The Tisch family, known for making bets on out-of-favor assets ranging from oil tankers to cigarette makers, acquired a $63 million stake in the New York Times Co.

The changing geography of poverty here reflects a national trend, and argues for a more regional strategies on issues ranging from social safety nets to mass transit. (A pity that the superfluous a was not deleted from this Baltimore Sun article.)

The uncompromising Bill Walsh has written on this subject, pointing out that the false range is a crutch for lazy writers. And, he rightly says, even if you are not a purist about the meaning of range, you must concede that this is a tired device.

Snow day 6

When I woke at six o’clock, the snow had stopped, having deposited three inches or so overnight, but now it has resumed, and we are apparently to feel the brunt of the storm through the day. So far, the power has not failed.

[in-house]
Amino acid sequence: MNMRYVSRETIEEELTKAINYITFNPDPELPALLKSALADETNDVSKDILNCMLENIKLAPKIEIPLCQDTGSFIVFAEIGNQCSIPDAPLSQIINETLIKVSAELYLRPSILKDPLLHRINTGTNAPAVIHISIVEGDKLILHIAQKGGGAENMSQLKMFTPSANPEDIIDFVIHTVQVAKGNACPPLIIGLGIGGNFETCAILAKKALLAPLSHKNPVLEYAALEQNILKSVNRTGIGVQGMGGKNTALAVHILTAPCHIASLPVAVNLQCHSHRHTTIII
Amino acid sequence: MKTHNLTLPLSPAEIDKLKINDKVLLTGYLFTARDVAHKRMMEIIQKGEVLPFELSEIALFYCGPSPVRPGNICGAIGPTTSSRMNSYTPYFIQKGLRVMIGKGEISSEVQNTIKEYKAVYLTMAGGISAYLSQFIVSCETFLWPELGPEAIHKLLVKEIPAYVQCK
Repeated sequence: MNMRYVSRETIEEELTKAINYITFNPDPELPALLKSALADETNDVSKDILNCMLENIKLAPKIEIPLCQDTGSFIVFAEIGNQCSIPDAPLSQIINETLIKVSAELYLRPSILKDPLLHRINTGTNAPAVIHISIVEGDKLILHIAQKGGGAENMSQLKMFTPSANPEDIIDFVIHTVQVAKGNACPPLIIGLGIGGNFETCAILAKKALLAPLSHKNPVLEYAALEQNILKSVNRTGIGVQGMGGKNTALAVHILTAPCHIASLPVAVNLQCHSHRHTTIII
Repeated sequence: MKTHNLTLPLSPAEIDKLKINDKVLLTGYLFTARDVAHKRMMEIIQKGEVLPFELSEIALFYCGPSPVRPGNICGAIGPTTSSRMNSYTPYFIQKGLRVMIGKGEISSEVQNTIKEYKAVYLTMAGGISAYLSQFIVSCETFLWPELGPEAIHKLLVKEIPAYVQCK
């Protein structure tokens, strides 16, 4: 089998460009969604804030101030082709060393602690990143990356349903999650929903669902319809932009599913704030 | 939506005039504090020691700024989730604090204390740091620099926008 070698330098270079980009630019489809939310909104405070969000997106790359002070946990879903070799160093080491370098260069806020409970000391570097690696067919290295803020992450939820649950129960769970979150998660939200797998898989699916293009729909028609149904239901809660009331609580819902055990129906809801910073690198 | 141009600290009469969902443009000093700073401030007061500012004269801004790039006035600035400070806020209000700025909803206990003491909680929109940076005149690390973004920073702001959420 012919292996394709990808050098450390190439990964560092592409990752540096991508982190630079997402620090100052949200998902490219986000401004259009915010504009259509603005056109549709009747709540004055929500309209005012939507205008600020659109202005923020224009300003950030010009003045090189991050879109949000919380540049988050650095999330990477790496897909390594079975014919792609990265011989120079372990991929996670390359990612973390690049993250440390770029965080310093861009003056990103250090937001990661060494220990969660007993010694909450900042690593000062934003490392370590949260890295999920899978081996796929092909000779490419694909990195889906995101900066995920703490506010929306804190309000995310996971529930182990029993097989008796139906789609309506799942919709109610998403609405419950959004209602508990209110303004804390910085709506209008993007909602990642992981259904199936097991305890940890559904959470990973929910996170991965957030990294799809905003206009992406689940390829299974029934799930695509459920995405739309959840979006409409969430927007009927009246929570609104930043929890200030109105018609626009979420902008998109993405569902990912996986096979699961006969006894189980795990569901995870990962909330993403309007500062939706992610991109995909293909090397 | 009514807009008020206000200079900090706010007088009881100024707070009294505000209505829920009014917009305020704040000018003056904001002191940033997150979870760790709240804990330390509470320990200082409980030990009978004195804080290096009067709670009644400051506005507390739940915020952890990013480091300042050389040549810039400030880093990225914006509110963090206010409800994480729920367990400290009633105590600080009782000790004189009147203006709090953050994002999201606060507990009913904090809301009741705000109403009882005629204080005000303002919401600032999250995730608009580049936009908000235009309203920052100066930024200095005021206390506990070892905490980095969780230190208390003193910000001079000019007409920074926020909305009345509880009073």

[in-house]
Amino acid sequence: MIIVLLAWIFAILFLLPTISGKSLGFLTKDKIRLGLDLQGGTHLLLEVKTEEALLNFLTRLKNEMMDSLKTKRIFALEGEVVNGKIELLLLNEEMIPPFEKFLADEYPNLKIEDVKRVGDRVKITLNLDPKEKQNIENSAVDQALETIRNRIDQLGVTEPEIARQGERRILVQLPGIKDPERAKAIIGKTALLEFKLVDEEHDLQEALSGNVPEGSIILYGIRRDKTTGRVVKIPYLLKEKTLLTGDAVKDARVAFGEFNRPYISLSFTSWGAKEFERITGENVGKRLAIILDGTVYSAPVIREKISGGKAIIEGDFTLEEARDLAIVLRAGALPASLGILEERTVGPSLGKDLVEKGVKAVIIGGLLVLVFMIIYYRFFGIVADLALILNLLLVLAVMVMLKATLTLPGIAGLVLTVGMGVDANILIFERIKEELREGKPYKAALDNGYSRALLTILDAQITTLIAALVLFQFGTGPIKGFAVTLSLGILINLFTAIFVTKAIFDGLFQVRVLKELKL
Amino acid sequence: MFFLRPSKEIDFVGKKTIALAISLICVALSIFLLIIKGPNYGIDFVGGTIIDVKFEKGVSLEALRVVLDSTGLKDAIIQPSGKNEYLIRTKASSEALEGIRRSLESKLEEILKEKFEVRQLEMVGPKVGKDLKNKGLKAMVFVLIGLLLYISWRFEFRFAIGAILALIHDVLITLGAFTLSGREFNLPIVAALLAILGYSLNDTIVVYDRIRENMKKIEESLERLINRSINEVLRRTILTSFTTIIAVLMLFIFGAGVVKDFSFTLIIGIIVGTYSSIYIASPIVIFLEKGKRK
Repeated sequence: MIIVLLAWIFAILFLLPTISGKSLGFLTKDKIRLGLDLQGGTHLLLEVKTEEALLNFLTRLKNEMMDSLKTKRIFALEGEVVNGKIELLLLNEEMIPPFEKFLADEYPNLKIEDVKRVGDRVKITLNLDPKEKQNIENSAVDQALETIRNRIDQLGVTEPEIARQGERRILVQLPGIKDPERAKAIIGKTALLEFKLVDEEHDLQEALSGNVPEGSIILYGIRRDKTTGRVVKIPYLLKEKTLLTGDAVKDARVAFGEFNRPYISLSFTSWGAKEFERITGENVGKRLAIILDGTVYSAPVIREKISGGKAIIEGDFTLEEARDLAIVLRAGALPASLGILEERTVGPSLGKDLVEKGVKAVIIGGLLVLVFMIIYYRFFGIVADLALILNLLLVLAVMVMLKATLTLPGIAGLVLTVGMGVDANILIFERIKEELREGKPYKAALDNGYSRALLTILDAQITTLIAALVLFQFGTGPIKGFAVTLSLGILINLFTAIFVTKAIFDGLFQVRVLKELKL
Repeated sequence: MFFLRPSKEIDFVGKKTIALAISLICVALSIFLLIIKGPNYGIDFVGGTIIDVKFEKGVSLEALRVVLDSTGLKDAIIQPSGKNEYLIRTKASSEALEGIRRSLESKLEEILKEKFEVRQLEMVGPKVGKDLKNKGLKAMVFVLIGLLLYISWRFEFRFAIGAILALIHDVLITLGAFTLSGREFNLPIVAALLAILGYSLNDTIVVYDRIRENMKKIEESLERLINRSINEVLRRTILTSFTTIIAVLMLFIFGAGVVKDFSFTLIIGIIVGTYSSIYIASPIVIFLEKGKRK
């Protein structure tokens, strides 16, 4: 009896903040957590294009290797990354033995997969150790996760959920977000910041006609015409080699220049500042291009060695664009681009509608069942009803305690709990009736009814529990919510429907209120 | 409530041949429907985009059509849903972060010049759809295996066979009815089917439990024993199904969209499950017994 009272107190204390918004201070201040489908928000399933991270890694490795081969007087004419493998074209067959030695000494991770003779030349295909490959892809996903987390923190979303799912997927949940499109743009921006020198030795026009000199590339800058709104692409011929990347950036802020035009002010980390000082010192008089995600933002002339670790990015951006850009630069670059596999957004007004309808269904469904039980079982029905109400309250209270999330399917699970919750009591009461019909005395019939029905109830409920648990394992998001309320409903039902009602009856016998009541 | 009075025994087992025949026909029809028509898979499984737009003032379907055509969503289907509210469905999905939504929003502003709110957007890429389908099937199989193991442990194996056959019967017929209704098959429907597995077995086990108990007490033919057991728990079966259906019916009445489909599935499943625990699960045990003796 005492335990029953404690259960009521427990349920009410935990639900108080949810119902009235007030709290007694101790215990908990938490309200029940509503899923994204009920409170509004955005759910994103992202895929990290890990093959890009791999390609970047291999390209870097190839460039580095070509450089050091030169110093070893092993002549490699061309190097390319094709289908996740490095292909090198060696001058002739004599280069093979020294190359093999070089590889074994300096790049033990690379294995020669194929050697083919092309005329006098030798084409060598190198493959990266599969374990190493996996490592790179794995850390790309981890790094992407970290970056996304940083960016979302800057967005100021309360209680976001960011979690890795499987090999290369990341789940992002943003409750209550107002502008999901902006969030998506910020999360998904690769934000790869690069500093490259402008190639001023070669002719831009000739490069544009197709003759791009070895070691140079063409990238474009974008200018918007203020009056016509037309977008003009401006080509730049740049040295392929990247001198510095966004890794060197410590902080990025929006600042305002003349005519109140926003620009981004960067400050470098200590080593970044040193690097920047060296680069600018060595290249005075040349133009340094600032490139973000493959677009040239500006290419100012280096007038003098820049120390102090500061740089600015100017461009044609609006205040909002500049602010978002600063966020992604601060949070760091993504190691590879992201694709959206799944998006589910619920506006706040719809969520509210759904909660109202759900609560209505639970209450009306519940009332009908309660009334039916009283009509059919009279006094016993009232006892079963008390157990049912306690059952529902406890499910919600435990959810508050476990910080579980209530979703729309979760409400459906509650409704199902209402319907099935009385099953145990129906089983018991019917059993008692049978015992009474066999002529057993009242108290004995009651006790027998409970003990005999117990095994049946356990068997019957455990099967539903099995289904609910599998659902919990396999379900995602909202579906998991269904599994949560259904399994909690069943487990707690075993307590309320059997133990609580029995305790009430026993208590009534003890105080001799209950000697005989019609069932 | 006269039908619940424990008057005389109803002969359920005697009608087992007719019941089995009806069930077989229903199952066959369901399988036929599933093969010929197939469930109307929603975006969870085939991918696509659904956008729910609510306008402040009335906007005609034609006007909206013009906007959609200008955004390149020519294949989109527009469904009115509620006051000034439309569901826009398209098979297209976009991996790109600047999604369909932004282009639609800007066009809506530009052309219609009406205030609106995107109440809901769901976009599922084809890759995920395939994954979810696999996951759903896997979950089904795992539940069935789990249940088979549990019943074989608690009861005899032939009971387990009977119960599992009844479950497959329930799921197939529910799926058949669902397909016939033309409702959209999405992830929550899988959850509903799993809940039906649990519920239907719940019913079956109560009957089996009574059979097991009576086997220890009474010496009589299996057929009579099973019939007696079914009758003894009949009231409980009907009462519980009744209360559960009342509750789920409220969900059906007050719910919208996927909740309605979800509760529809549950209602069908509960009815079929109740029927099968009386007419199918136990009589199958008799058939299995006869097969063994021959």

Some events to date:

Item: Yesterday afternoon, with Diana in the cat carrier, Alice and Kathleen close behind, I made my way past the Value City furniture van stuck in the snow at the end of the block, and over to Laurelton, where Alice’s ride back to Garrison Forest School waited. Both daughter and cat are warm and secure in the dormitory.

Item: Elizabeth Large announced her impending retirement as restaurant critic and blogger at The Baltimore Sun. Dining@Large, which will cease publication, has been a remarkable success, on some days outdrawing the paper’s sports blogs, and establishing a rare community of articulate and entertaining readers. They are called the Sandbox, which did not please everyone, but you go with the nickname you have, not the nickname you want.

Elizabeth was one of my favorite colleagues at The Sun, someone with whom it was a pleasure to talk about food or blogging or the personalities in the newsroom and or the essential looniness of the newspaper business in its last days. Her good humor was unfailing, even when she was hard pressed. No one better deserves the ease of retirement, and no one will be more missed.